The Lie: How Much Ammo Do You Need?

The Lie:  How Much Ammo Do You Need?

Each soldier was issued forty rounds of ammunition because neither an offensive action was planned nor a tactical defense anticipated. Usually cavalry units entering combat would have had several times that amount on their persons or in saddlebags.

–Mark Miller, Hollow Victory: The White River Expedition of 1879 and the Battle of Milk Creek, p. 53


There are a lot of lies out there. The one I’m talking about here is a meaningless statistic that is stated as an average. While statistics that are conscientiously collected, properly analyzed, and most importantly, understood, can be useful for planning purposes, we need to be wary whenever we hear words like “average.”

Here’s an example:

A homeless panhandler’s average annual income is $500,000.00.

Not including welfare, disability, handouts from kind people, or “stimulus” checks.

Does that mean you should never slip the guy with the cardboard sign a few bucks?  Of course it doesn’t.  Whether he actually needs it or not, and even if he’s going to waste it feeding his habit, sharing your hard earned cash with him is good karma for you.  I may be quoting The Book out of context, but “Ye have merely to ask, and ye shall receive.”  It’s even possible that he’s a veteran, like his sign says.

Besides, $500,000.00 is his AVERAGE income.  His ACTUAL income is probably closer to zero.

How did I arrive at that average?  I’ll admit I’m not good with statistics–I loved Probabilities and Statistics so much in college, I ended up taking it twice–so I kept it simple.  I added the panhandler’s income to a millionaire’s, and divided by 2.  According to my calculations, the millionaire’s average income is also $500,000.

I know definitions are important with statistics.  I kept that simple as well.  I defined a panhandler as someone whose income is exactly zero (which is probably not true), and defined a typical “millionaire” as someone who earns exactly $1,000,000.00 annually.  I left out people like you and me and Bill Gates, who make something other than zero dollars or 1 million.  Way too much math.  Besides, people with low incomes often get money “off the books,” and millionaires hide their income in off-shore accounts, so it would be impossible to get “real” numbers anyway.  As it is with gunfights.



A while back, I heard a kid talking about what he called “the average civilian gunfight.”  I call him a kid, but he’s legally an adult (if only barely).  Great kid, by the way: Eagle Scout, college ROTC, very articulate, that rare really good kid that parents dream of.  While he was going to school, he worked nights at a sporting goods store.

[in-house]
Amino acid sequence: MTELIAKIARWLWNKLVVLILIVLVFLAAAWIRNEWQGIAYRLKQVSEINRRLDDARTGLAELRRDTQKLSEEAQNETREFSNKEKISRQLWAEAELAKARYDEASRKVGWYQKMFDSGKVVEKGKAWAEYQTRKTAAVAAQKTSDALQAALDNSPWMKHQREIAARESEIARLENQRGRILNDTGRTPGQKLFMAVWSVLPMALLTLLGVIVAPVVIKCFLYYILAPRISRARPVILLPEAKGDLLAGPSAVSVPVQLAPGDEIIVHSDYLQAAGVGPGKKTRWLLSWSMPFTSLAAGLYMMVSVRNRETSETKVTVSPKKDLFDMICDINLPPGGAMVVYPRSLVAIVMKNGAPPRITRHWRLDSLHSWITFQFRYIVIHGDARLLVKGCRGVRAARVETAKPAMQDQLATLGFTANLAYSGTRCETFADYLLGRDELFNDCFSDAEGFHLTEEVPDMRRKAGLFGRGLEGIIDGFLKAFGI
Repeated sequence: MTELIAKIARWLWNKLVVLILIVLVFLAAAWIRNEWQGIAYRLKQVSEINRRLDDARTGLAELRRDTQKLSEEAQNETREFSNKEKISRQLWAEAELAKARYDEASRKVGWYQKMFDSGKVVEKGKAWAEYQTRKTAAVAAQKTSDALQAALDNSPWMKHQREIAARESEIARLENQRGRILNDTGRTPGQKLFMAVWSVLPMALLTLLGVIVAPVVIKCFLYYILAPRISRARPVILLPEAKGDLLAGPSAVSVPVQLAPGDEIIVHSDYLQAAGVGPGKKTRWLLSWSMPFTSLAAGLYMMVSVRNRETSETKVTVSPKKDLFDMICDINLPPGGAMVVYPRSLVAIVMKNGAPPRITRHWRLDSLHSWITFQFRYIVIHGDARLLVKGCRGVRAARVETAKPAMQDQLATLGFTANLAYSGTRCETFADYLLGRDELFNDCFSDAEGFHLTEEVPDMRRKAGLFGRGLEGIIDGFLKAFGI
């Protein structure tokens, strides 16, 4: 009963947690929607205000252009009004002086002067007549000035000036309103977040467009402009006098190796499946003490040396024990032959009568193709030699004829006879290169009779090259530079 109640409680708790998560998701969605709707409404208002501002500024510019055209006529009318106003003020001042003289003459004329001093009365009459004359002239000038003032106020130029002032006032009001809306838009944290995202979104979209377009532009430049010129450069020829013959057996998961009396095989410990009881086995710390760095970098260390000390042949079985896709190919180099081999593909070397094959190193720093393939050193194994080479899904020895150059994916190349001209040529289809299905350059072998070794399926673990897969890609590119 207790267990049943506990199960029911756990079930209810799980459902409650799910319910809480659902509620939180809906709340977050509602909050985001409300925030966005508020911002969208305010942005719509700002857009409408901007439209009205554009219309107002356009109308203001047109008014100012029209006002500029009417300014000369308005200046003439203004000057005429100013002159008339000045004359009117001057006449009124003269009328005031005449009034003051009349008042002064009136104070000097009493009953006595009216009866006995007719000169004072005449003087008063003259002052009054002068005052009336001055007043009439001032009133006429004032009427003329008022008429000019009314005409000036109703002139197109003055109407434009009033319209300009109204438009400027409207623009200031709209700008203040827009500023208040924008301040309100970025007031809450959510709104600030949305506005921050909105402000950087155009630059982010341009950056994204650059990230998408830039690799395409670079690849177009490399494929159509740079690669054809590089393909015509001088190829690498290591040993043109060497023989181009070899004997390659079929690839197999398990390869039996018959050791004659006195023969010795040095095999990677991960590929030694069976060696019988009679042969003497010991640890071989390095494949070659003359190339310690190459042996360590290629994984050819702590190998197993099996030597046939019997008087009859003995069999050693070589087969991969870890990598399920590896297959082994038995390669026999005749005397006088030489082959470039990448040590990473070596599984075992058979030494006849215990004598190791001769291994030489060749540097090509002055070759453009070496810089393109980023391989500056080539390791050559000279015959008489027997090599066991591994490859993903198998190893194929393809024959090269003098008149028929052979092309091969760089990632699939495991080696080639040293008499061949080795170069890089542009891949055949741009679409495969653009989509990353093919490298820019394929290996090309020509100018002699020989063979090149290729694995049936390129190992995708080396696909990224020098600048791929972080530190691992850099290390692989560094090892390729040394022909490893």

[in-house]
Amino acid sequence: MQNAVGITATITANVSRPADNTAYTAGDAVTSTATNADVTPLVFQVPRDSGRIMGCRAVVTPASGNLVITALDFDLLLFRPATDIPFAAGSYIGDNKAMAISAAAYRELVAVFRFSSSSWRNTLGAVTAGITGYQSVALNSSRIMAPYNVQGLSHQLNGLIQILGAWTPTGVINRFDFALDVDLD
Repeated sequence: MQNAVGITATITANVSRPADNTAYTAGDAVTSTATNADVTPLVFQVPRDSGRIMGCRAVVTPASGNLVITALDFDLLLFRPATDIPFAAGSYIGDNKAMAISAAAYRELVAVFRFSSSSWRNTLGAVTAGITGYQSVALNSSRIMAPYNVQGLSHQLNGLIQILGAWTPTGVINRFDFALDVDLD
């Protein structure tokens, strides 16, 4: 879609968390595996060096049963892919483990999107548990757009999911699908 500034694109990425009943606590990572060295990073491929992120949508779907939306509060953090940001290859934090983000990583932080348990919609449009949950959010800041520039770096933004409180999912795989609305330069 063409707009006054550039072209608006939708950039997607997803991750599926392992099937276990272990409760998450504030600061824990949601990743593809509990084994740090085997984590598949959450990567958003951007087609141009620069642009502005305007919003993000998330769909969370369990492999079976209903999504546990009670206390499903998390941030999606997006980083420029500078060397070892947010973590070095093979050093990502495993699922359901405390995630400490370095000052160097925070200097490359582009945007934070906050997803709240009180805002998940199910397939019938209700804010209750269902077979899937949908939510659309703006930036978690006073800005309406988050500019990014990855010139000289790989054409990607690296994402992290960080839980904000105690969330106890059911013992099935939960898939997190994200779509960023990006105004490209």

He doesn’t know it, but while extolling the virtues of pocket pistols, he perpetuates The Lie.  The one I told when I was selling revolvers and single-stack Government models at the Marksman Pistol Institute back in the 1980s.

It’s not the bold-faced, intentional kind of lie.  It’s the insidious, statistical kind of lie the teller actually believes.  Remember, statistics don’t lie, but people lie with statistics, all the time. And “average” does not mean the same thing as “typical,” although we tend to conflate the two.

The Lie is this:  Good guys and gals fire an “average” of three rounds in a gunfight.

It’s actually part of a bigger generalization, which few armed citizens wrap their brains fully around, that the so-called “average gunfight” is “three rounds at three feet in three seconds.”


Regarding distance, “gun people” never train enough for the close-in fight, which is way more common than most people understand.  As Randy Harris observed, “Nobody gets raped or robbed from across the street,” so it’s good to practice bent-elbow / target focused shooting up close.  That said, the last gun battle I was involved in, most of the combatants were 35 meters or so apart.  I was at about 70 meters for much of it.  But distance (and more importantly, movement) are subjects for another day.


Likewise, we can talk about duration in another post.  Suffice it to say that we can expect your fight to be high intensity, and things will happen very quickly, regardless of its actual duration.


One thing we do need to address though, if we’re talking about how many bullets you need, is that phrase, “the average civilian gunfight.”  Like I said, definitions are important with statistics, so we need to figure out whether that qualifier “civilian” means more or less bullets than the “average police gunfight,” from which we get most of our numbers.

I don’t really know much about what it’s like to be a civilian.  Most (but not all) of my adult life I’ve been on active duty with the military or in law enforcement.  I have, however, responded to civilian shootings, and spent a considerable portion of my own life off duty.  When I was a rookie cop, my friend Scott (a federal agent) asked me, over coffee, “Do you need to carry more ammo on or off duty?”

Hmmmmm . . .

My friend Jay R, an officer on CPD, once told me that he wanted a bigger gun with more, bigger caliber bullet when he was on duty, “getting paid to stick my nose in other people’s business, when they’re not having their best day.”

The .40 caliber Glock 35, for many years the standard CPD duty sidearm, carries 15+ rounds